Author Affiliations: School of Medicine and Pharmacology, University of Western Australia, Perth, Western Australia, Australia (Drs Hodgson and Croft); and Discipline of General Practice, Flinders University, Adelaide, South Australia, Australia (Dr Woodman).
We agree that interpreting the effects of within-group changes in a randomized controlled trial can be problematic. In such trials, outcomes can change over time for reasons unrelated to the intervention. Therefore, drawing conclusions from within-group changes is dangerous. Fortunately, the inclusion of a control group generally overcomes these problems and allows observed differences between groups to be interpreted as the effect of the intervention, regardless of the direction of changes within each of the individual groups.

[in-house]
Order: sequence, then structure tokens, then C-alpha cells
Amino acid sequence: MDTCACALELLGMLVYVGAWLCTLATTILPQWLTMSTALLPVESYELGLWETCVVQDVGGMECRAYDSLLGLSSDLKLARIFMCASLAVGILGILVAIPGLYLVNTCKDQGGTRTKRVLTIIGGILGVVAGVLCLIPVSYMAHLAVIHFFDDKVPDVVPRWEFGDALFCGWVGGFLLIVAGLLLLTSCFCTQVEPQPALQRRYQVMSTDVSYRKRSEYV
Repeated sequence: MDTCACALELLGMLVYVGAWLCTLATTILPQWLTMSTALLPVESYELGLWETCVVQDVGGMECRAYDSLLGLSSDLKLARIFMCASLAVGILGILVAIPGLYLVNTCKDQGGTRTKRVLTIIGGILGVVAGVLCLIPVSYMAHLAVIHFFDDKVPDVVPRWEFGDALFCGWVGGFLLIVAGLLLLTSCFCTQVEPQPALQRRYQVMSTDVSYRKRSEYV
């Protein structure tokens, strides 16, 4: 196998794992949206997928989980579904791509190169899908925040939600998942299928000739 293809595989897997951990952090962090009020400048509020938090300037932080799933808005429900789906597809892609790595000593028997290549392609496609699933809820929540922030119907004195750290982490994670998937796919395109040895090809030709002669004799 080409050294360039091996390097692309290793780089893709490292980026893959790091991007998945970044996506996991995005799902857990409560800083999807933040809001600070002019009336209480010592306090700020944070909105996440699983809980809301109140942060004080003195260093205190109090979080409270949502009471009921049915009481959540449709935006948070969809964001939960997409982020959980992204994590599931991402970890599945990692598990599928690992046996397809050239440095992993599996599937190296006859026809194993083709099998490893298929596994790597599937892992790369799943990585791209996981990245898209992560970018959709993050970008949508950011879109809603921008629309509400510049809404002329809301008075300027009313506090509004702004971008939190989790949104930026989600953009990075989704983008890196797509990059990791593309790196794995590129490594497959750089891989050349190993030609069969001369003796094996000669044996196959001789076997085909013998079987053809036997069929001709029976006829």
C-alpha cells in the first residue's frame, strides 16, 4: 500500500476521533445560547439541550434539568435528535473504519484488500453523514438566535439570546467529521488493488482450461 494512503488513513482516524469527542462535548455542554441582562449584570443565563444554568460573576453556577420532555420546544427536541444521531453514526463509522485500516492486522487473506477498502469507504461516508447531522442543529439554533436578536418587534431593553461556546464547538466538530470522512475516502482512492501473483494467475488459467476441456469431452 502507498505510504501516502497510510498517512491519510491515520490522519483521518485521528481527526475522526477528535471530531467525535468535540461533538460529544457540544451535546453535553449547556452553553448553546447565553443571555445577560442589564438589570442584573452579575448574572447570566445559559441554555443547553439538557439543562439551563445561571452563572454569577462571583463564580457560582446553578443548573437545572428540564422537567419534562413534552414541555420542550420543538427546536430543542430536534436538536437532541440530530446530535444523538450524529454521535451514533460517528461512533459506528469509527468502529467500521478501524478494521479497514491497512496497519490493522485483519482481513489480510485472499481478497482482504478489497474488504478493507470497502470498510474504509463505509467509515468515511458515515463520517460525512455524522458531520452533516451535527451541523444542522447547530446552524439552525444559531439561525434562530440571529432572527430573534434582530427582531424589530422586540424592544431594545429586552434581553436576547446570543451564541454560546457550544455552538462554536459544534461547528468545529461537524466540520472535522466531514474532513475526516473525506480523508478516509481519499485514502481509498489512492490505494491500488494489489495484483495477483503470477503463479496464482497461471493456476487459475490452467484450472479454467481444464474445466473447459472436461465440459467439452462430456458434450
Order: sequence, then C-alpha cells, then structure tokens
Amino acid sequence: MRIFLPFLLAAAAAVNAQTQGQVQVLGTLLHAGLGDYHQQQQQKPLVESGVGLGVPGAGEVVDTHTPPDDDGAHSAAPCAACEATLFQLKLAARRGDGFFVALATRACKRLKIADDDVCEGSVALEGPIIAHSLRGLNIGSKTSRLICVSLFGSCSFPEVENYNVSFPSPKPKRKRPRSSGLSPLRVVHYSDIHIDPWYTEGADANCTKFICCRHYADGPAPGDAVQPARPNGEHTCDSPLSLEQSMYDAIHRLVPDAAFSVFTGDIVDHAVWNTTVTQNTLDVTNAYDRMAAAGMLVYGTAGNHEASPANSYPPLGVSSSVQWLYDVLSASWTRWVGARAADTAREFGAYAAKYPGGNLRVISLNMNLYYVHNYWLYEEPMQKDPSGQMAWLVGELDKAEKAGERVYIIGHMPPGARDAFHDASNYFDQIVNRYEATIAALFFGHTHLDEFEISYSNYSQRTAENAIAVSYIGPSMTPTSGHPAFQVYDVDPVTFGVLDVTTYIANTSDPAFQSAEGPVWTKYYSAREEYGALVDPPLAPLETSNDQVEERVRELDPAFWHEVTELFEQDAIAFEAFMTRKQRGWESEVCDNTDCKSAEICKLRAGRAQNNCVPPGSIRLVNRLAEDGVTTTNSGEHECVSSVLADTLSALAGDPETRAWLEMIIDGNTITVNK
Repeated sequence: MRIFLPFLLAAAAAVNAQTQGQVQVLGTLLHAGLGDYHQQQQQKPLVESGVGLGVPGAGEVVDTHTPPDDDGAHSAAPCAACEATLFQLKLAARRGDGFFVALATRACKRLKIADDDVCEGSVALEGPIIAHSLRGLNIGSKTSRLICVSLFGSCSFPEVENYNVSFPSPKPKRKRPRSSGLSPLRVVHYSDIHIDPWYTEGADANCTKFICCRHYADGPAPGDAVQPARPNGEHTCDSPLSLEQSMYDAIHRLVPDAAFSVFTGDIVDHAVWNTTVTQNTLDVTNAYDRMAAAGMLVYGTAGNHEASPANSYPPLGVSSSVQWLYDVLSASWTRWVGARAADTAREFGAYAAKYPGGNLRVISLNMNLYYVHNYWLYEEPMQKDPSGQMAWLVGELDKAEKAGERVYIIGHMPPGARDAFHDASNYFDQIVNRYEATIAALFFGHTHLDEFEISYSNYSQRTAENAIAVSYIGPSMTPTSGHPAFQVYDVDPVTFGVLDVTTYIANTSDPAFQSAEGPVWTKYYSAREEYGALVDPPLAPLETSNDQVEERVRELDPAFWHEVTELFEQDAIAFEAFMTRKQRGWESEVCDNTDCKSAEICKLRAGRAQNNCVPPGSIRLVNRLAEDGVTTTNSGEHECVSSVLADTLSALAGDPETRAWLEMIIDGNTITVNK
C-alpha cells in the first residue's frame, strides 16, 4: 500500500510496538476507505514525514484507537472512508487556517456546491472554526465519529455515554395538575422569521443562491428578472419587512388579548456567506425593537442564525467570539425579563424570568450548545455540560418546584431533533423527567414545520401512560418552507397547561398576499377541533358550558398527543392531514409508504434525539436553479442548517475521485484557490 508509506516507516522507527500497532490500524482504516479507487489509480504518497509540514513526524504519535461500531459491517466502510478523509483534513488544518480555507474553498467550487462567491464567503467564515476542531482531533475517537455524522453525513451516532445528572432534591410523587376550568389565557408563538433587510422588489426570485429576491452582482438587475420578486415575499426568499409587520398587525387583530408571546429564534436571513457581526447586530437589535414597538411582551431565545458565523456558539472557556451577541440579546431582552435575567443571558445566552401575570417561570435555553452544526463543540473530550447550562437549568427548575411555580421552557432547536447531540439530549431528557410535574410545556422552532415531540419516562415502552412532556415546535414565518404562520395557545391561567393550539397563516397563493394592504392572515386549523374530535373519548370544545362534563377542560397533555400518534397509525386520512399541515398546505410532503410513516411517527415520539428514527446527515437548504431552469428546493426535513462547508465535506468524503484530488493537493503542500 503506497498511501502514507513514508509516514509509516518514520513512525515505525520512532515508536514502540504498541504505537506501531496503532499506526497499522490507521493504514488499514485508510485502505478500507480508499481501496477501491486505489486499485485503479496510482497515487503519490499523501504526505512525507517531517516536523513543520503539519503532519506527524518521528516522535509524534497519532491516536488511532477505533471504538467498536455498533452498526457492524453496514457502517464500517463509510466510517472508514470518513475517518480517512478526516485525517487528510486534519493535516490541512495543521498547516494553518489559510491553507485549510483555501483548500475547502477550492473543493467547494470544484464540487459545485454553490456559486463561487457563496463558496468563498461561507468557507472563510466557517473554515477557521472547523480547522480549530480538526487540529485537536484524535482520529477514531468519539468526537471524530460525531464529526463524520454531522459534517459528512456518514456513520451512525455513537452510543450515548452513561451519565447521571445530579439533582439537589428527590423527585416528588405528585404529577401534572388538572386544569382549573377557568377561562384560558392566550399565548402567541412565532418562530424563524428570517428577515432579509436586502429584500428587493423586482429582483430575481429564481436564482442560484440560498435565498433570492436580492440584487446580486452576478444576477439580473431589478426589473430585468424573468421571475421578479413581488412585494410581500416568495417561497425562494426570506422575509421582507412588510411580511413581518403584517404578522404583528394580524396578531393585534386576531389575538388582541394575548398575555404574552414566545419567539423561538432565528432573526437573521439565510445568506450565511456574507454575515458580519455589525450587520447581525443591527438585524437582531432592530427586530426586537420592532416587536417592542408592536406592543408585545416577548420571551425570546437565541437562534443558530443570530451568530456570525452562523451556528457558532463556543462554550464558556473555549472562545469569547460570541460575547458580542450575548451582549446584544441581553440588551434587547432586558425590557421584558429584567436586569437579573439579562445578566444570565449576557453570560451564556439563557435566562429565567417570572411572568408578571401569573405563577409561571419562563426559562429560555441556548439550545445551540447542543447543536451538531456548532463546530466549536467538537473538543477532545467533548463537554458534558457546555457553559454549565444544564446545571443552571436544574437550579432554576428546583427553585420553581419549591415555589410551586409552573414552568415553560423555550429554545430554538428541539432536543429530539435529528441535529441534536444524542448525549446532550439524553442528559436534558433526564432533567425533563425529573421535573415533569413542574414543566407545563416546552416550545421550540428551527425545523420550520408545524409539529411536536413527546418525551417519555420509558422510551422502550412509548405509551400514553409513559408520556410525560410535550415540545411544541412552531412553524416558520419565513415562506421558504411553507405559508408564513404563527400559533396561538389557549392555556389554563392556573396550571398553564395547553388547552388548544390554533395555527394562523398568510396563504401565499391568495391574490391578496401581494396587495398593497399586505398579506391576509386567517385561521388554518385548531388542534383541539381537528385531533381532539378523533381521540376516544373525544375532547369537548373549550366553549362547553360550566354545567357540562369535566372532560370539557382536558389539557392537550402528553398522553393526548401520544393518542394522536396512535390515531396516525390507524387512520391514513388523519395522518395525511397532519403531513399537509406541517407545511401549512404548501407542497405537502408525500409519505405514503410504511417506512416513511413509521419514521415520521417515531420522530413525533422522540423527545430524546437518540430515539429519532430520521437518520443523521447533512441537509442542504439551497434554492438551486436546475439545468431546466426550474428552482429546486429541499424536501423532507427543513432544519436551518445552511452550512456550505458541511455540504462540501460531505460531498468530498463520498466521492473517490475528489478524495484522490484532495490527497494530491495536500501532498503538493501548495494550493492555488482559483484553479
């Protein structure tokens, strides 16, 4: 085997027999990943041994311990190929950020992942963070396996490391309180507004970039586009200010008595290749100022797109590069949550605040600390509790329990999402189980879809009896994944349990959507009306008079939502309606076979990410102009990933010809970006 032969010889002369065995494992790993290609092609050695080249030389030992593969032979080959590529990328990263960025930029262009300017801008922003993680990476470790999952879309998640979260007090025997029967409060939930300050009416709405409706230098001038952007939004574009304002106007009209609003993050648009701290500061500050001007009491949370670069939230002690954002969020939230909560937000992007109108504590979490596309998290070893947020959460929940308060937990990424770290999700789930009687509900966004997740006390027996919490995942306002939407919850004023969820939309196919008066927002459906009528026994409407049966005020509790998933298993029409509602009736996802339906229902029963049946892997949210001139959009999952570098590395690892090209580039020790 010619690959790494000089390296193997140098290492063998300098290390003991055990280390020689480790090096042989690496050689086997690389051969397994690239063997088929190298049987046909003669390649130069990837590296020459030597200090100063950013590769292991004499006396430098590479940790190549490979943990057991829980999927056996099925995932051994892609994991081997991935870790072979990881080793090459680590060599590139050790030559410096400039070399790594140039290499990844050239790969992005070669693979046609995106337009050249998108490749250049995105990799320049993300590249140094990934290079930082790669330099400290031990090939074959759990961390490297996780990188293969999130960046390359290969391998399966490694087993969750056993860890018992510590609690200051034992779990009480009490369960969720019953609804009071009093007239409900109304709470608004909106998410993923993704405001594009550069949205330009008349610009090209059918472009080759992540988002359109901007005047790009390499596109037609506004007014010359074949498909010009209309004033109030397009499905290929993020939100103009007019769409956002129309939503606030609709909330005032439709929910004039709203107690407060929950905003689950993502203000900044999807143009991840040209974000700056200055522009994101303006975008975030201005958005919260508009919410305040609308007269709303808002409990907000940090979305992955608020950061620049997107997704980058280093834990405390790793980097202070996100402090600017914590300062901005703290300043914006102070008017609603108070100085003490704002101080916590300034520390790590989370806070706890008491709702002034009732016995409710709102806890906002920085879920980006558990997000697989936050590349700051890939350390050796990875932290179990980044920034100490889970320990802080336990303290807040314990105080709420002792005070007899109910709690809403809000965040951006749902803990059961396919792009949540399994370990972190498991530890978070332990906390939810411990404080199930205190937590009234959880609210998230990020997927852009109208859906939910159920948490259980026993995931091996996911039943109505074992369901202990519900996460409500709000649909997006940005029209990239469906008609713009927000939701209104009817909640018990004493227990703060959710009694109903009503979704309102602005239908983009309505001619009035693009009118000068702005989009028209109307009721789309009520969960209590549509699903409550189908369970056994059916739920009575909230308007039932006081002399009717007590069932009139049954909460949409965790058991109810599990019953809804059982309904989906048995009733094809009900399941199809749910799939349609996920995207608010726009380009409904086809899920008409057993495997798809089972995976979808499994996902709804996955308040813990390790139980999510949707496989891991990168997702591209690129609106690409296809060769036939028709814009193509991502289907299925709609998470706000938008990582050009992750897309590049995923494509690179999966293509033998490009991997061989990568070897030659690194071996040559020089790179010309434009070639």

Hodgson JM, Woodman RJ, Croft KD. Black Tea and Blood Pressure: Did the Blood Pressure Fall or Rise?—Reply. Arch Intern Med. 2012;172(11):894–895. doi:10.1001/archinternmed.2012.1552
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